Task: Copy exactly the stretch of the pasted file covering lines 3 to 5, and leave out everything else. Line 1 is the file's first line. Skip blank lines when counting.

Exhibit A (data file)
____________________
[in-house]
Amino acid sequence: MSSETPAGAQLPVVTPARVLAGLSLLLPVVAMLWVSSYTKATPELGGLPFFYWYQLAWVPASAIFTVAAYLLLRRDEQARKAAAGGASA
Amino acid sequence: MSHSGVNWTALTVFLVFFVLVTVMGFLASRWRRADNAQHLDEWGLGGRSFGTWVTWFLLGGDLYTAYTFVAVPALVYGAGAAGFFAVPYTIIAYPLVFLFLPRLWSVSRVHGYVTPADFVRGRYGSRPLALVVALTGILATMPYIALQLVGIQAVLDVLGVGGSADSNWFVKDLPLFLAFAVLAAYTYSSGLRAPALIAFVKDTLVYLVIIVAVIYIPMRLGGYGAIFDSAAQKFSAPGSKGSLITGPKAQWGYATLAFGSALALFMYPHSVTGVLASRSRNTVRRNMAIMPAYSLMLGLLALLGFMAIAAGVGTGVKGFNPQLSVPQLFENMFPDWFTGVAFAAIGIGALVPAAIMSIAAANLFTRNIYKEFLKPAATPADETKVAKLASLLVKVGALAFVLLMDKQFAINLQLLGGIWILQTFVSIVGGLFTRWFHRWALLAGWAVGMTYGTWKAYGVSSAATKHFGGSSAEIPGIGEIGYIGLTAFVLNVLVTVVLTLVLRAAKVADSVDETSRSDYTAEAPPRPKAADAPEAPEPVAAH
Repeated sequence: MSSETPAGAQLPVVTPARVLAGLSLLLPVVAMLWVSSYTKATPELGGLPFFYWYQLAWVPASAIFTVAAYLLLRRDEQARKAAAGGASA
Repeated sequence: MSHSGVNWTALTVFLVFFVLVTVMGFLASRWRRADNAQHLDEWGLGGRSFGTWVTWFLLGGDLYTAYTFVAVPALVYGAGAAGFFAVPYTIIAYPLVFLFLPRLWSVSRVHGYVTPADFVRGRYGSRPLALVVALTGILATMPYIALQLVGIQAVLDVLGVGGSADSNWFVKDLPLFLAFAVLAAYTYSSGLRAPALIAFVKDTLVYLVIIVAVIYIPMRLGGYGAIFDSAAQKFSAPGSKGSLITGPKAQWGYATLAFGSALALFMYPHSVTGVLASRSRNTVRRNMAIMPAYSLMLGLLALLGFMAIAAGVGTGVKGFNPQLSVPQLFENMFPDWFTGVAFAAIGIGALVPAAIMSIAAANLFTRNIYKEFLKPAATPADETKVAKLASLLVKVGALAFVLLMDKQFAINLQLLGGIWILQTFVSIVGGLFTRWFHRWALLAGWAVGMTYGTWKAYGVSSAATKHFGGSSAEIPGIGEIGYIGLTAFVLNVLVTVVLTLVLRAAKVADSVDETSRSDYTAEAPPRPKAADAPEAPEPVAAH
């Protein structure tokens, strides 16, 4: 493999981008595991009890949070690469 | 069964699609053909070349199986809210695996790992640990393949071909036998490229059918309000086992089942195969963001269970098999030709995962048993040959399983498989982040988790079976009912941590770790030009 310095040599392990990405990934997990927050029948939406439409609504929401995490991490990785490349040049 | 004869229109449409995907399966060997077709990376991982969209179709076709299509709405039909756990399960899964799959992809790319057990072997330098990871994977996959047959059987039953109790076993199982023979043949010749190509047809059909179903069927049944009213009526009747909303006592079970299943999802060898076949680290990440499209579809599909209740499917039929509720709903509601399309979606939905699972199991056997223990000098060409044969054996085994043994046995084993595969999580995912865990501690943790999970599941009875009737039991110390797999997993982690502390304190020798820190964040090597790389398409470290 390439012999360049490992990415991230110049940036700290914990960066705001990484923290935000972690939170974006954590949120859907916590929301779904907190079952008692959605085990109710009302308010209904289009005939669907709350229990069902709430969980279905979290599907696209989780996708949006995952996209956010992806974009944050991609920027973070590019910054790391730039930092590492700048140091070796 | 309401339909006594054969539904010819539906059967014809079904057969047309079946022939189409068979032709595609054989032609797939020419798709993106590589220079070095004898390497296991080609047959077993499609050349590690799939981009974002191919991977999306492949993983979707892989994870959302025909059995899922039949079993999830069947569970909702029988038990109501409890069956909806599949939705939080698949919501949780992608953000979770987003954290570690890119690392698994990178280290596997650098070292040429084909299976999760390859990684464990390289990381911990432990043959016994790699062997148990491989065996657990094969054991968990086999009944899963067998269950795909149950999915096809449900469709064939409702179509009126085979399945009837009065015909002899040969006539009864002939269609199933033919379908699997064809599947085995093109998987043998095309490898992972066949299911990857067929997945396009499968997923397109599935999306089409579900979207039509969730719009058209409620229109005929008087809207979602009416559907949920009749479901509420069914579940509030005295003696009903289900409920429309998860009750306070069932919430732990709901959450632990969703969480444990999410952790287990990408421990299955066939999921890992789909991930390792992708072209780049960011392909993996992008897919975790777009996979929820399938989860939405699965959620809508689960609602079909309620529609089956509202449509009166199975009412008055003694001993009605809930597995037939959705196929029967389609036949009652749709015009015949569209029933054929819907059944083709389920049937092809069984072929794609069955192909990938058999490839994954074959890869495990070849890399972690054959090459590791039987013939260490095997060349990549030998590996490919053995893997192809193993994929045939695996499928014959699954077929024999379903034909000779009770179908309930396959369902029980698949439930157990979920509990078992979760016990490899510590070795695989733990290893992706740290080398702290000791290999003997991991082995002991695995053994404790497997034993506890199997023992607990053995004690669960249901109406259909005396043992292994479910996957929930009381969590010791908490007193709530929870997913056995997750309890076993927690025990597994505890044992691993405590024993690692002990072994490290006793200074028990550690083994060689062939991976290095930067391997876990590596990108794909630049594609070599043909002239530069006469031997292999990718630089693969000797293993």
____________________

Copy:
Amino acid sequence: MSHSGVNWTALTVFLVFFVLVTVMGFLASRWRRADNAQHLDEWGLGGRSFGTWVTWFLLGGDLYTAYTFVAVPALVYGAGAAGFFAVPYTIIAYPLVFLFLPRLWSVSRVHGYVTPADFVRGRYGSRPLALVVALTGILATMPYIALQLVGIQAVLDVLGVGGSADSNWFVKDLPLFLAFAVLAAYTYSSGLRAPALIAFVKDTLVYLVIIVAVIYIPMRLGGYGAIFDSAAQKFSAPGSKGSLITGPKAQWGYATLAFGSALALFMYPHSVTGVLASRSRNTVRRNMAIMPAYSLMLGLLALLGFMAIAAGVGTGVKGFNPQLSVPQLFENMFPDWFTGVAFAAIGIGALVPAAIMSIAAANLFTRNIYKEFLKPAATPADETKVAKLASLLVKVGALAFVLLMDKQFAINLQLLGGIWILQTFVSIVGGLFTRWFHRWALLAGWAVGMTYGTWKAYGVSSAATKHFGGSSAEIPGIGEIGYIGLTAFVLNVLVTVVLTLVLRAAKVADSVDETSRSDYTAEAPPRPKAADAPEAPEPVAAH
Repeated sequence: MSSETPAGAQLPVVTPARVLAGLSLLLPVVAMLWVSSYTKATPELGGLPFFYWYQLAWVPASAIFTVAAYLLLRRDEQARKAAAGGASA
Repeated sequence: MSHSGVNWTALTVFLVFFVLVTVMGFLASRWRRADNAQHLDEWGLGGRSFGTWVTWFLLGGDLYTAYTFVAVPALVYGAGAAGFFAVPYTIIAYPLVFLFLPRLWSVSRVHGYVTPADFVRGRYGSRPLALVVALTGILATMPYIALQLVGIQAVLDVLGVGGSADSNWFVKDLPLFLAFAVLAAYTYSSGLRAPALIAFVKDTLVYLVIIVAVIYIPMRLGGYGAIFDSAAQKFSAPGSKGSLITGPKAQWGYATLAFGSALALFMYPHSVTGVLASRSRNTVRRNMAIMPAYSLMLGLLALLGFMAIAAGVGTGVKGFNPQLSVPQLFENMFPDWFTGVAFAAIGIGALVPAAIMSIAAANLFTRNIYKEFLKPAATPADETKVAKLASLLVKVGALAFVLLMDKQFAINLQLLGGIWILQTFVSIVGGLFTRWFHRWALLAGWAVGMTYGTWKAYGVSSAATKHFGGSSAEIPGIGEIGYIGLTAFVLNVLVTVVLTLVLRAAKVADSVDETSRSDYTAEAPPRPKAADAPEAPEPVAAH